- Including links to outside resources where fans can learn more about a topic as well. (Particular posts or essays not on fanlore, canon resources, maybe even relevant howtos, wikipedia page, etc.)
Things that lower the threshold for further editing, especially by newer visitors, are good
To me, that includes:
- Trying to make it clear that if a fanlore user thinks something is relevant, it can (still, always) be added to any page. E.g., opinions or meta on a subject can be added to if a user finds them. (Sometimes if I know there's meta on a topic but I can't (re)find the link, I'll add a subhead for Meta and leave the space under it blank, hoping to re-find and add the link to it myself later, or hoping it will inspire another fanlore editor who sees it to add links to the same or other meta they know of. And I suspect I should do that for more categories/subheads.) Lists of fanworks illustrating a genre or creator's page or pairing are not final or definitive; adding some modifying phrasing in the subhead -- such as "Example" that indicates that it's not a complete listing may help convey that.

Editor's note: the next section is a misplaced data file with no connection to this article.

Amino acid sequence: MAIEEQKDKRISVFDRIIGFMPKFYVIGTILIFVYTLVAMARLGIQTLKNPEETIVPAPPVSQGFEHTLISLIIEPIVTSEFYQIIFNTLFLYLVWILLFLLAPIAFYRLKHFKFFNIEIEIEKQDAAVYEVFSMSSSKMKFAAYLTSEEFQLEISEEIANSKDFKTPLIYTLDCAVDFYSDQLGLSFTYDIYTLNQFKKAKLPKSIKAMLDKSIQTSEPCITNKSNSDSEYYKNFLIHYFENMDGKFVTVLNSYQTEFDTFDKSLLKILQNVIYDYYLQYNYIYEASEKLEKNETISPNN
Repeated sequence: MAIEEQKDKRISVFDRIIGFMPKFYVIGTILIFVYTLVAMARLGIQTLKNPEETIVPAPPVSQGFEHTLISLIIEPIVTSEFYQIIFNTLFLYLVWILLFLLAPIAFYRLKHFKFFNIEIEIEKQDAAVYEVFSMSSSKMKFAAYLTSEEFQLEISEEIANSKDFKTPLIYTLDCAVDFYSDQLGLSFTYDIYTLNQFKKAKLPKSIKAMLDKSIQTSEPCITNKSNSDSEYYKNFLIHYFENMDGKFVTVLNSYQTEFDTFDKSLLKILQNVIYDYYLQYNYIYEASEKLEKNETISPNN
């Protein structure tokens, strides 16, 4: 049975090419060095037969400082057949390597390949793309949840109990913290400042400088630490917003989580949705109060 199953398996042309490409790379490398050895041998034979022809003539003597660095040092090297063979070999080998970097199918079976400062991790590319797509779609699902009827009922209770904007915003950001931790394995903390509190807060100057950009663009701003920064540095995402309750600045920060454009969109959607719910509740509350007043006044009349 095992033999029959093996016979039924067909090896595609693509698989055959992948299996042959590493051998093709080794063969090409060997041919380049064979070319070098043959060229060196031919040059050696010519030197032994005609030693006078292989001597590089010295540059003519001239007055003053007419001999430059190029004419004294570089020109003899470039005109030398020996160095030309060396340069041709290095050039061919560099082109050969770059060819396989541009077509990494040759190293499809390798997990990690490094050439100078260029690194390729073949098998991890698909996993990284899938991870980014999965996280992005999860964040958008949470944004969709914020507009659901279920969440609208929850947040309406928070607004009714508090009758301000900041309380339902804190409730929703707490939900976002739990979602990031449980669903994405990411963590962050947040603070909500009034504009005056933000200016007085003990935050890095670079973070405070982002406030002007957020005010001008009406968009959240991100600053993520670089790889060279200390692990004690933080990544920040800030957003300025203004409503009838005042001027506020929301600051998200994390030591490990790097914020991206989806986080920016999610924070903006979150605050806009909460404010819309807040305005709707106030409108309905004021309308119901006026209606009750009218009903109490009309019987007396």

- Adding wikilinks or relevant-seeming information or outside links or correcting typos I stumble across even for pages in fandoms I know very little about may help encourage other (current or later) editors to correct and and add more, so better to edit than not. (?)
- Adding glossary pages for concepts or phrases I myself have wondered about, have seen other fans asking about elsewhere, or that others have redlinked seemed like a good idea. For a fannish -- whether general fandom or fandom-specific -- concept or term, I've thus far been editing on the principle that I'd rather have fans find an existing fanlore PPOV glossary page they can edit or amend than depend on harder-to-find and perhaps less-plural POV glossary definitions elsewhere, even if I may not be able to link to much particularly fannish content myself (yet). (?)